Pacific Northwest Regional Reports

Northwest June Garden To-Do List

Get your pruners ready for a busy month! Photo: Jason Jorgensen

June in the Pacific Northwest is a wonderful time to garden. This time of year, the weather is changing quickly from spring’s short and cool days to summer’s pleasant days and longer, warmer evenings. There are plenty of garden chores to take care of in June while still leaving time to enjoy the fruit of our labors.

watering bag
Watering bags ensure deep waterings of newly planted trees without a lot of maintenance. Photo: Jason Jorgensen

Make sure newly planted trees get enough water. With the weather warmer and rain less frequent, it’s time to set up my newly planted trees with watering bags. Trees are expensive and often do not survive due to infrequent watering. Using watering bags is a great way to ensure that new trees are watered with enough frequency and volume to become properly established. While they are not aesthetically pleasing, I like using them for the first three years for newly planted trees in areas without irrigation. Many gardeners will not water as deeply as newly planted trees require, but using watering bags will help new trees get established properly. There are many types available at local nurseries and garden centers. I like the Treegator Original, but I’ve also used the donut-shaped models with great results. Just remember to fill them up weekly to ensure a good, deep watering.

pruning spring-blooming shrubs
Spring-blooming shrubs that bloom on new wood like this Japanese kerria should be pruned now to encourage good structure and a great bloom next year. Photo: Jason Jorgensen

Prune spring-flowering shrubs. Now is the time to start pruning your spring-flowering shrubs that bloom on new wood. Just make sure you know what you have growing in your garden to ensure you are not cutting off next year’s blooms. Some of these shrubs include Japanese kerria (Kerria japonica, Zones 4–9), forsythia (Forsythia × intermedia, Zones 4–9), lilac (Syringa spp. and cvs., Zones 3–8), and deutzia (Deutzia gracilis, Zones 5–8). Make sure, as always, to clean your pruning tools to prevent the spread of pathogens to your plants. Pruning helps keep these shrubs to a more manageable size, prevents them from becoming leggy, improves overall appearance, and allows for good air flow and light penetration to the interior branches that will be the source of next year’s blooms. Learn more on how to prune cane-growing shrubs here.

field of roses
Pruning your roses encourages a fresh flush of blooms. Photo: Rachel Young

Prune your roses. Since you already have your pruners out, now is also a good time to prune your repeat-blooming roses, such as hybrid teas and English roses. This encourages them to set new flowers that you will enjoy throughout the summer. It will encourage them to bloom again and will help keep them open to prevent powdery mildew. Again, make sure to clean your tools between rose shrubs to prevent the spread of pathogens. I keep a spray bottle of alcohol handy while I work in my garden and clean my tools between rose bushes. Even if you cut some that have some nice roses left, do not worry. Bring them inside to enjoy in your house. Read on to learn more on how to prune shrub roses and climbing roses.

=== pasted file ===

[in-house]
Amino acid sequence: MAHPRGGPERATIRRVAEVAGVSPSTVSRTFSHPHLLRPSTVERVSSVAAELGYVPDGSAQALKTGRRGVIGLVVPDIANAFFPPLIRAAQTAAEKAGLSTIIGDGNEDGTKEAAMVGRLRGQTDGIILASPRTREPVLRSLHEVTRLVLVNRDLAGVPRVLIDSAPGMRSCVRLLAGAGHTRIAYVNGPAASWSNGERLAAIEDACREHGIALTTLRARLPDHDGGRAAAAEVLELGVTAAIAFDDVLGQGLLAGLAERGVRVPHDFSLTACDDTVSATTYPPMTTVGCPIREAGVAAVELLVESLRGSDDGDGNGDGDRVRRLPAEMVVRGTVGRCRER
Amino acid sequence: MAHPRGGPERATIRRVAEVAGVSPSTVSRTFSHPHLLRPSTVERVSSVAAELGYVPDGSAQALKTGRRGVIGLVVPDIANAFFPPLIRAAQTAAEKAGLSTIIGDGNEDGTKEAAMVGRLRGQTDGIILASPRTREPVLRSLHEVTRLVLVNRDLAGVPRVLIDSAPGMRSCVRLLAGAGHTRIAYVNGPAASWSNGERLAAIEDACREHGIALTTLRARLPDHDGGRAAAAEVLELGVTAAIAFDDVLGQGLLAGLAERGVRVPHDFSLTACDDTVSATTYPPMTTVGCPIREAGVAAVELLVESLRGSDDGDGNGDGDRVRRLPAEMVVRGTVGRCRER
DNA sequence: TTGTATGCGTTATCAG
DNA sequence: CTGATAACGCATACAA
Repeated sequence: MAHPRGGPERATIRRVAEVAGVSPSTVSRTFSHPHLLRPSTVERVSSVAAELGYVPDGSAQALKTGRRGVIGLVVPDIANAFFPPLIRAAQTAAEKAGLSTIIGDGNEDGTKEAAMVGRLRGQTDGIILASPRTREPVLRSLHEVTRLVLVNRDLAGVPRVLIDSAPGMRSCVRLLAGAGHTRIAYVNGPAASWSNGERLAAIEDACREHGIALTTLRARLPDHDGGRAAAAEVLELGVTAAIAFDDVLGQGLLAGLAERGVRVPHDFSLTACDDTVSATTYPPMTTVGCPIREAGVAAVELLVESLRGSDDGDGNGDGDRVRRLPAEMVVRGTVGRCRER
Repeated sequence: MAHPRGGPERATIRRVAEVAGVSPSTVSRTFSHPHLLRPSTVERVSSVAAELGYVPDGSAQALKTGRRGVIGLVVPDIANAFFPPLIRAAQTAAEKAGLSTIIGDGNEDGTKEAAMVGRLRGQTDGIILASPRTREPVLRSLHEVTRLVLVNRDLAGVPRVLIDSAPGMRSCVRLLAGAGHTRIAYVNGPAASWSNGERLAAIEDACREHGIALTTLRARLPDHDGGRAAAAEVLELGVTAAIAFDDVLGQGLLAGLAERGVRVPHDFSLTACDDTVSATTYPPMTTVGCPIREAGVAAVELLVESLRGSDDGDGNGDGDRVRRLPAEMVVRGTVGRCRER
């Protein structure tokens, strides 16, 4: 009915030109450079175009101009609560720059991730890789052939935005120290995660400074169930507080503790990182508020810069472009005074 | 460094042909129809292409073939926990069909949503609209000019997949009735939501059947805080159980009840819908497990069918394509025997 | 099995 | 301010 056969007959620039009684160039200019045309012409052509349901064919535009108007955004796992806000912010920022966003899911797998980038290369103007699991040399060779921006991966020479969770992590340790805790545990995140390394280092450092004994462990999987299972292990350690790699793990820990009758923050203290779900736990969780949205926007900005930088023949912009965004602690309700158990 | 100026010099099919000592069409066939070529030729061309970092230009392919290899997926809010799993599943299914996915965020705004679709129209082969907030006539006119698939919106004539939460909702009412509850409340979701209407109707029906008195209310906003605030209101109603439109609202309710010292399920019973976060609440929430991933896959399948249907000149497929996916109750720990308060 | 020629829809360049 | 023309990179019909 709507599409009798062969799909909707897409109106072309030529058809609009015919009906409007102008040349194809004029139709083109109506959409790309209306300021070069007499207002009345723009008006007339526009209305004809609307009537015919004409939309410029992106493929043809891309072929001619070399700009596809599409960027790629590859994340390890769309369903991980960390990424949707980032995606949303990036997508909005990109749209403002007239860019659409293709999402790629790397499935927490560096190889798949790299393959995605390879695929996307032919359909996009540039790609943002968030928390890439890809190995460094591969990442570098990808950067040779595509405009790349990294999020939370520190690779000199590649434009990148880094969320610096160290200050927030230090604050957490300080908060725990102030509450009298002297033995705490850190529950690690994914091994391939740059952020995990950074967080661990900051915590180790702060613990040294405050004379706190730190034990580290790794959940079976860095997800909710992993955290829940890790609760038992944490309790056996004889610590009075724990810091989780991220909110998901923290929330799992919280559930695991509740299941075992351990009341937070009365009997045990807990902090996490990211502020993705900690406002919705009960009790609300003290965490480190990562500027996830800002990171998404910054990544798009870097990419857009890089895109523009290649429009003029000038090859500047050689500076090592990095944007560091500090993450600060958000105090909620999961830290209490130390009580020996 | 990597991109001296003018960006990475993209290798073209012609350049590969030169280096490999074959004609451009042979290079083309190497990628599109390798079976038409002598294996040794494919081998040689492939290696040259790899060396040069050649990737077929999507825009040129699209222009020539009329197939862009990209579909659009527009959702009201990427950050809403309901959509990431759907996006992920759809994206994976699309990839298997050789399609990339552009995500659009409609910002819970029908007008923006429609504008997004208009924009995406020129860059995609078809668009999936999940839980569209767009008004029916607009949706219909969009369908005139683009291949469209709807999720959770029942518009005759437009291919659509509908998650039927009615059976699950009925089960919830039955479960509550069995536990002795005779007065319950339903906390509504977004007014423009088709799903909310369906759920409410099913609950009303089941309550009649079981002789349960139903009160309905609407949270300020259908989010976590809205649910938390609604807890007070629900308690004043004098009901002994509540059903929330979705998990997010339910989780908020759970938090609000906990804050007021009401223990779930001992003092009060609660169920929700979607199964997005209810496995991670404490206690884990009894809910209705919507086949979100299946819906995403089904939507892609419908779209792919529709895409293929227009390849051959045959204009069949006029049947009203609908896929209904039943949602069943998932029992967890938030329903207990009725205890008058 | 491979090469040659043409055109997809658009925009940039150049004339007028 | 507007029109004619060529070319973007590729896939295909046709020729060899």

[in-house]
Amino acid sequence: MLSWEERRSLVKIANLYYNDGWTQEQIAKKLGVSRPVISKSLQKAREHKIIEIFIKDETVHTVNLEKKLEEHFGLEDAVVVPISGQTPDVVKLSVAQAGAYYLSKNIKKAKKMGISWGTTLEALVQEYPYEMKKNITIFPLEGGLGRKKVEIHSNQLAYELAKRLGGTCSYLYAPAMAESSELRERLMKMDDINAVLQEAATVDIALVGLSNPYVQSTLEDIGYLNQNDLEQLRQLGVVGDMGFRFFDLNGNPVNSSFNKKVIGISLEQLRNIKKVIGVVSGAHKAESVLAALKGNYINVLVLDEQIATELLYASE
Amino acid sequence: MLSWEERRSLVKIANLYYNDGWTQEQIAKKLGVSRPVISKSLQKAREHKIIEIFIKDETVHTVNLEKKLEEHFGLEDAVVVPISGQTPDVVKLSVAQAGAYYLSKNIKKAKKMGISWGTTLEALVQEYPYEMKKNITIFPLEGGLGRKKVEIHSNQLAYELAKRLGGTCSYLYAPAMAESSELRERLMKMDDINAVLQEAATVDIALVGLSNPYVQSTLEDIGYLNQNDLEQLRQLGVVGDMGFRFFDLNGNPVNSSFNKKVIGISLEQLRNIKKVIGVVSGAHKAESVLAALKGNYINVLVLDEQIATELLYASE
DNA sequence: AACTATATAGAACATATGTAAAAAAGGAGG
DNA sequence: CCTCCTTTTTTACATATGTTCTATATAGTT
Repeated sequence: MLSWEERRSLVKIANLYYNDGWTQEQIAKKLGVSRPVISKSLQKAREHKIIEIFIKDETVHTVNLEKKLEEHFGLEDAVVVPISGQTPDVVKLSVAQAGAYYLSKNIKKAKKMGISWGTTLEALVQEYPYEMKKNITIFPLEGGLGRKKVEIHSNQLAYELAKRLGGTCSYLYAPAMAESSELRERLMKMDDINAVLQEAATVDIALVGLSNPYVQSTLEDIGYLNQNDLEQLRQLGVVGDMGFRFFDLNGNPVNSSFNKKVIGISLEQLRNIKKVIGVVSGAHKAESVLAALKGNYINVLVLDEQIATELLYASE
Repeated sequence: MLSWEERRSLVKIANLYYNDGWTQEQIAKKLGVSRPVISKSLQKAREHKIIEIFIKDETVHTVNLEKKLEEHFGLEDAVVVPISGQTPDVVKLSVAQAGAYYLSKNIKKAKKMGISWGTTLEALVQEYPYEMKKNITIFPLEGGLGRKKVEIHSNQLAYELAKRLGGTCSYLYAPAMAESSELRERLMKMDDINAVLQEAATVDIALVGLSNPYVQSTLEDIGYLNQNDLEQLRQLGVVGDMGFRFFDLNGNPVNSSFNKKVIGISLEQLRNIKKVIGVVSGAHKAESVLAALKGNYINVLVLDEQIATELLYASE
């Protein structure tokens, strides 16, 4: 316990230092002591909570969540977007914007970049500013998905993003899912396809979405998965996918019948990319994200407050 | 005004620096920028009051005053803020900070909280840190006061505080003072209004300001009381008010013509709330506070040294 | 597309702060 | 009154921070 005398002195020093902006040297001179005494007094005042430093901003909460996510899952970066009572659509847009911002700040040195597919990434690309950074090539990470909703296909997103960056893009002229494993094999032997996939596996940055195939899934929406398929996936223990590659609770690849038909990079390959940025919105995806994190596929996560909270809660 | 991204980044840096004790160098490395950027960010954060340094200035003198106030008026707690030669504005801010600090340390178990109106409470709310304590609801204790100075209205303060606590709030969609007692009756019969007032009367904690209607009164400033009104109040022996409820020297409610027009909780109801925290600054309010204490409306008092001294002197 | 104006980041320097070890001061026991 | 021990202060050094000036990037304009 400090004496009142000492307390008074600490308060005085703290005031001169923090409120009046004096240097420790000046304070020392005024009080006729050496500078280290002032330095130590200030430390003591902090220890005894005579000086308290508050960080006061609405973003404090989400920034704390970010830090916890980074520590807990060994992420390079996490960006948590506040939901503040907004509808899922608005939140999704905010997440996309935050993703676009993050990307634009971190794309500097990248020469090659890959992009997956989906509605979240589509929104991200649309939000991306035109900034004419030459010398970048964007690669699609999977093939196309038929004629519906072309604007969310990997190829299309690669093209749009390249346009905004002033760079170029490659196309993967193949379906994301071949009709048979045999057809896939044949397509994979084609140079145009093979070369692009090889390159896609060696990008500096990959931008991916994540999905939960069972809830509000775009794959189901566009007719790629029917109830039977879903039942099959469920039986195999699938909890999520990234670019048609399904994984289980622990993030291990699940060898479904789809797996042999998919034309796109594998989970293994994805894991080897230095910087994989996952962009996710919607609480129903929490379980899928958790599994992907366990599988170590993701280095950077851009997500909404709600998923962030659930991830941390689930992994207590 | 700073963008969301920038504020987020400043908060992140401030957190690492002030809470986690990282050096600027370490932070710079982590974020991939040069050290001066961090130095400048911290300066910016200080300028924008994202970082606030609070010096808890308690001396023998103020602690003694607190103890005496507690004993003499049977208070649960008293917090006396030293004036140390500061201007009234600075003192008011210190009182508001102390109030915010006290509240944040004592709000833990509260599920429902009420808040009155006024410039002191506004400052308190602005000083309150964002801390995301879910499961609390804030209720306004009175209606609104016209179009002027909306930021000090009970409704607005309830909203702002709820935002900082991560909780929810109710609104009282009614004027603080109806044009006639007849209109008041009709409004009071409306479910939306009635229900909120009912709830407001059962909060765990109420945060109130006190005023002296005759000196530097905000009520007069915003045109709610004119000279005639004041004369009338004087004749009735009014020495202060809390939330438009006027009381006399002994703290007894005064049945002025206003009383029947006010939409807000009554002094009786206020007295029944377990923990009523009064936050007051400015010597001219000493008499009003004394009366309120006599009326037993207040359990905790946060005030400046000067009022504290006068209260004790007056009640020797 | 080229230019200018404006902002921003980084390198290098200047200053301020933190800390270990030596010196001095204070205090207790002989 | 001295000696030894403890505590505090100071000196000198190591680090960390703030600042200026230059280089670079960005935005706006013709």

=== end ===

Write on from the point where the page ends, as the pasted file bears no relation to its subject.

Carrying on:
pumpkin patch
Larger varieties of squash can take up an enormous amount of space. Photo: Stephanie Fagan

Plant squash. If you have the space, now is a great time to plant squashes and pumpkins. With many more of us growing fruits and vegetables this year, it could be a fun way to engage new and younger gardeners and get their hands in the dirt. I really like the heirloom varieties of pumpkins that are great for cooking. Their size is more manageable in smaller gardens, plus their growing and ripening periods are shorter than those of the larger pumpkins. If you have not grown large jack-o’-lantern pumpkins before, be aware they really take up a lot of space. Here are some more tips on growing pumpkins and some favorite varieties.

support for plants
These bamboo canes will eventually be hidden by the natural growth of the plant they surround. Photo: Jason Jorgensen

Add supports to tall perennials. If you have tall perennials, now is the time to start adding supports to keep them looking good and prevent them from covering up smaller garden plants. Even if you reduce the size of perennials with the Chelsea chop, many grow quite quickly and could use some additional support. I use small bamboo poles and garden twine to create supports in my garden for perennials. I often create supports in X-patterns as well, which don’t require twine. You can make any size support you need; the bamboo and twine will disappear once the foliage has grown around it. Small bamboo poles can be reused year after year and are easy to store. Enjoy the relaxed English garden look that this technique affords.

bamboo canes for plant support
Bamboo canes that have been leaned together in an X-formation don’t need to be tied together to offer support. Photo: Jason Jorgensen

This year is quite different from any we have experienced in our lives. I have really enjoyed the time I have spent in my garden reconnecting with nature. This a great way to relax and enjoy our outdoor spaces. Just remember to break up the yearly garden chores into small bites so they will not be so overwhelming. And make sure to spend some time appreciating all the hard work and effort you have put into your garden.

—Jason Jorgensen is a landscape designer in Seattle.

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